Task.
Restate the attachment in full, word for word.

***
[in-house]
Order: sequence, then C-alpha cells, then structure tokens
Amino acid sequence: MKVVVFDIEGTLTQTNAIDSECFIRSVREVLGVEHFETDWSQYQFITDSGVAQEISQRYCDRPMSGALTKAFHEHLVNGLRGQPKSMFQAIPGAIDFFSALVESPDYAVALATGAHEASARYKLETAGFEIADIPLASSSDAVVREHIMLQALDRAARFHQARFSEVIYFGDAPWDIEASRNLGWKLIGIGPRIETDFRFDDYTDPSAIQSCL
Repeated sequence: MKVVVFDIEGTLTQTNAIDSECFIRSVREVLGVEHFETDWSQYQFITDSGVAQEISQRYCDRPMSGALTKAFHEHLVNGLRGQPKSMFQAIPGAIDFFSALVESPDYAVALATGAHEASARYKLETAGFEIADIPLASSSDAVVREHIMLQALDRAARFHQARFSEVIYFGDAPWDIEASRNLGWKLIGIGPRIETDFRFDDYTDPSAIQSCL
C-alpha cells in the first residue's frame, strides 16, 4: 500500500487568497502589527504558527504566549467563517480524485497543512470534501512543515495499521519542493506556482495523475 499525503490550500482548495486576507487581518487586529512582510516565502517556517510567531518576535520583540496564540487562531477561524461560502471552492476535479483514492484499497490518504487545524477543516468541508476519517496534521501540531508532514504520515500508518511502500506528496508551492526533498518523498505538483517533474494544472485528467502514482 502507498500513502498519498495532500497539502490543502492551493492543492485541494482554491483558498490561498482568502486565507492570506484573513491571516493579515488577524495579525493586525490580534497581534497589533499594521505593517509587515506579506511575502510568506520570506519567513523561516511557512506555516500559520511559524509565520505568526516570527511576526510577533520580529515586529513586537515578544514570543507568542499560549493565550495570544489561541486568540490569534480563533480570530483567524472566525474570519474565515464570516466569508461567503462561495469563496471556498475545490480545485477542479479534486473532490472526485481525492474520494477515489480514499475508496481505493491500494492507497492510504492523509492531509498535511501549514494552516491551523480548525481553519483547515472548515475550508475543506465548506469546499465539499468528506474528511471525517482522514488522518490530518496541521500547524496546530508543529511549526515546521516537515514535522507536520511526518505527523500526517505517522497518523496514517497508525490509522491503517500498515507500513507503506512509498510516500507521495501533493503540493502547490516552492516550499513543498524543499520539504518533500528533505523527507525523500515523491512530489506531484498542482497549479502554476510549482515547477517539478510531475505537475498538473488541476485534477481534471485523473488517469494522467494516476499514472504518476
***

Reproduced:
[in-house]
Order: sequence, then C-alpha cells, then structure tokens
Amino acid sequence: MKVVVFDIEGTLTQTNAIDSECFIRSVREVLGVEHFETDWSQYQFITDSGVAQEISQRYCDRPMSGALTKAFHEHLVNGLRGQPKSMFQAIPGAIDFFSALVESPDYAVALATGAHEASARYKLETAGFEIADIPLASSSDAVVREHIMLQALDRAARFHQARFSEVIYFGDAPWDIEASRNLGWKLIGIGPRIETDFRFDDYTDPSAIQSCL
Repeated sequence: MKVVVFDIEGTLTQTNAIDSECFIRSVREVLGVEHFETDWSQYQFITDSGVAQEISQRYCDRPMSGALTKAFHEHLVNGLRGQPKSMFQAIPGAIDFFSALVESPDYAVALATGAHEASARYKLETAGFEIADIPLASSSDAVVREHIMLQALDRAARFHQARFSEVIYFGDAPWDIEASRNLGWKLIGIGPRIETDFRFDDYTDPSAIQSCL
C-alpha cells in the first residue's frame, strides 16, 4: 500500500487568497502589527504558527504566549467563517480524485497543512470534501512543515495499521519542493506556482495523475 499525503490550500482548495486576507487581518487586529512582510516565502517556517510567531518576535520583540496564540487562531477561524461560502471552492476535479483514492484499497490518504487545524477543516468541508476519517496534521501540531508532514504520515500508518511502500506528496508551492526533498518523498505538483517533474494544472485528467502514482 502507498500513502498519498495532500497539502490543502492551493492543492485541494482554491483558498490561498482568502486565507492570506484573513491571516493579515488577524495579525493586525490580534497581534497589533499594521505593517509587515506579506511575502510568506520570506519567513523561516511557512506555516500559520511559524509565520505568526516570527511576526510577533520580529515586529513586537515578544514570543507568542499560549493565550495570544489561541486568540490569534480563533480570530483567524472566525474570519474565515464570516466569508461567503462561495469563496471556498475545490480545485477542479479534486473532490472526485481525492474520494477515489480514499475508496481505493491500494492507497492510504492523509492531509498535511501549514494552516491551523480548525481553519483547515472548515475550508475543506465548506469546499465539499468528506474528511471525517482522514488522518490530518496541521500547524496546530508543529511549526515546521516537515514535522507536520511526518505527523500526517505517522497518523496514517497508525490509522491503517500498515507500513507503506512509498510516500507521495501533493503540493502547490516552492516550499513543498524543499520539504518533500528533505523527507525523500515523491512530489506531484498542482497549479502554476510549482515547477517539478510531475505537475498538473488541476485534477481534471485523473488517469494522467494516476499514472504518476